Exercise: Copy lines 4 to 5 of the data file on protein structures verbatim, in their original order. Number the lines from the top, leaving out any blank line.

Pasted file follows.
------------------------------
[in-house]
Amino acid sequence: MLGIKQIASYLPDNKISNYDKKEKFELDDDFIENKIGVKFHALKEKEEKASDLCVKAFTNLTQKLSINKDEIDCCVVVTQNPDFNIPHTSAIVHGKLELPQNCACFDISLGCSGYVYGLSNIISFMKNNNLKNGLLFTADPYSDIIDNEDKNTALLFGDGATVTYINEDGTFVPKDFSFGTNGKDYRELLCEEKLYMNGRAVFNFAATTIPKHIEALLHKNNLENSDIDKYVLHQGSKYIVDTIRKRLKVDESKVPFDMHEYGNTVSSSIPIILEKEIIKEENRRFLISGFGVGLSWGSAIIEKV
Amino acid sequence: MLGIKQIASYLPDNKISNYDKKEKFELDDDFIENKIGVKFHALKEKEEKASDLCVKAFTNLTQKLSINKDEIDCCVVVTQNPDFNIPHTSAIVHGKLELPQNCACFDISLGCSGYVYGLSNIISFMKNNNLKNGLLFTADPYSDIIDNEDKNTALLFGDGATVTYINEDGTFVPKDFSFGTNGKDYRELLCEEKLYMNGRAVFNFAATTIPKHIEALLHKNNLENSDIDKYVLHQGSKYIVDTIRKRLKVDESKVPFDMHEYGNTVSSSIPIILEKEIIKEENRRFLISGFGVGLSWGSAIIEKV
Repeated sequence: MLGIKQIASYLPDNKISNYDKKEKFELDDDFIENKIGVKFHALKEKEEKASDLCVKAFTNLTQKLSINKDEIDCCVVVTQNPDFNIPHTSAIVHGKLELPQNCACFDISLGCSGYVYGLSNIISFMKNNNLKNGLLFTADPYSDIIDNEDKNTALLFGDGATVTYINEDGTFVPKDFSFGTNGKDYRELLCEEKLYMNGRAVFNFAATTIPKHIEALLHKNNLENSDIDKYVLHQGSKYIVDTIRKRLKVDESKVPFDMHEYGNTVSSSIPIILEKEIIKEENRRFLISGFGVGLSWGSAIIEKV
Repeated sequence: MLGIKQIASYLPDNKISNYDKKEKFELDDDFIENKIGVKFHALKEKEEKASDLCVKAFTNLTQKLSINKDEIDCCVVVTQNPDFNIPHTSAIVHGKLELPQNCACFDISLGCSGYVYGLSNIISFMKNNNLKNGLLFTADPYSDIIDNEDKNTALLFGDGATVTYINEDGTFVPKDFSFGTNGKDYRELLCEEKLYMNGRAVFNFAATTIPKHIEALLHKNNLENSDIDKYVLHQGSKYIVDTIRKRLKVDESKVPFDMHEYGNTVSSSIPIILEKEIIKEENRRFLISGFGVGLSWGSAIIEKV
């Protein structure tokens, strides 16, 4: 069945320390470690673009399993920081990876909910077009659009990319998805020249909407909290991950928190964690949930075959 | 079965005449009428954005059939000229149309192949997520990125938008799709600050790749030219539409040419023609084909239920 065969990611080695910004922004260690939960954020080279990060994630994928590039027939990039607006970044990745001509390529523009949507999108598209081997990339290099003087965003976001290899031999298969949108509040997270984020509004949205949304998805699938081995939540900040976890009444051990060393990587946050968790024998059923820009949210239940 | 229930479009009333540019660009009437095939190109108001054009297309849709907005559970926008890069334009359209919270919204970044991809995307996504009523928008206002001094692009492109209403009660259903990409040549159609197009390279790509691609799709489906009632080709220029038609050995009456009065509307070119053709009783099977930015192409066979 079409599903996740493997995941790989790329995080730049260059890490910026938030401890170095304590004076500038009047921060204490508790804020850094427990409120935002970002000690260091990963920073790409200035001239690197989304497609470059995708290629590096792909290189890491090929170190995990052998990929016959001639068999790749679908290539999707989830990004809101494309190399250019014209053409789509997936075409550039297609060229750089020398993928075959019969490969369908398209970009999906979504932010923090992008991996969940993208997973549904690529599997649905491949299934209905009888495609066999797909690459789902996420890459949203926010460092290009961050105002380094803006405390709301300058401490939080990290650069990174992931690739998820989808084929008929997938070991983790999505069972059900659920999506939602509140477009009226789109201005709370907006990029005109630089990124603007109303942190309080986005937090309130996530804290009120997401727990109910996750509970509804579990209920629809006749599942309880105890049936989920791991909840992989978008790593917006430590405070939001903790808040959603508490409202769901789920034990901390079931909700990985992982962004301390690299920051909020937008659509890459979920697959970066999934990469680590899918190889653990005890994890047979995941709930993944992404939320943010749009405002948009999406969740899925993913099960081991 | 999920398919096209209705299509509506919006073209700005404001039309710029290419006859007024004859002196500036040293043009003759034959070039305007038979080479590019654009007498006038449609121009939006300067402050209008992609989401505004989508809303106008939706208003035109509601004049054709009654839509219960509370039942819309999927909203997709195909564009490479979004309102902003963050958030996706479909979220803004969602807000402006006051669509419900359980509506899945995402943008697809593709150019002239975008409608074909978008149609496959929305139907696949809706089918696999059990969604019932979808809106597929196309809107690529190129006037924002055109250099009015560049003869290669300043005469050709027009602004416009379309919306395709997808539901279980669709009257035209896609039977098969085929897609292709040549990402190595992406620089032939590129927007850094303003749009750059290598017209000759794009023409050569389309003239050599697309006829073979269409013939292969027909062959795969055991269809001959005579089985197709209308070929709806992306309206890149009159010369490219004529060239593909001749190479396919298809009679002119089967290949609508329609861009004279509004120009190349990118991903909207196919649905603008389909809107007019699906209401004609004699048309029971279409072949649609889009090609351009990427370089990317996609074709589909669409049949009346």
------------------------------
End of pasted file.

Repeated sequence: MLGIKQIASYLPDNKISNYDKKEKFELDDDFIENKIGVKFHALKEKEEKASDLCVKAFTNLTQKLSINKDEIDCCVVVTQNPDFNIPHTSAIVHGKLELPQNCACFDISLGCSGYVYGLSNIISFMKNNNLKNGLLFTADPYSDIIDNEDKNTALLFGDGATVTYINEDGTFVPKDFSFGTNGKDYRELLCEEKLYMNGRAVFNFAATTIPKHIEALLHKNNLENSDIDKYVLHQGSKYIVDTIRKRLKVDESKVPFDMHEYGNTVSSSIPIILEKEIIKEENRRFLISGFGVGLSWGSAIIEKV
Repeated sequence: MLGIKQIASYLPDNKISNYDKKEKFELDDDFIENKIGVKFHALKEKEEKASDLCVKAFTNLTQKLSINKDEIDCCVVVTQNPDFNIPHTSAIVHGKLELPQNCACFDISLGCSGYVYGLSNIISFMKNNNLKNGLLFTADPYSDIIDNEDKNTALLFGDGATVTYINEDGTFVPKDFSFGTNGKDYRELLCEEKLYMNGRAVFNFAATTIPKHIEALLHKNNLENSDIDKYVLHQGSKYIVDTIRKRLKVDESKVPFDMHEYGNTVSSSIPIILEKEIIKEENRRFLISGFGVGLSWGSAIIEKV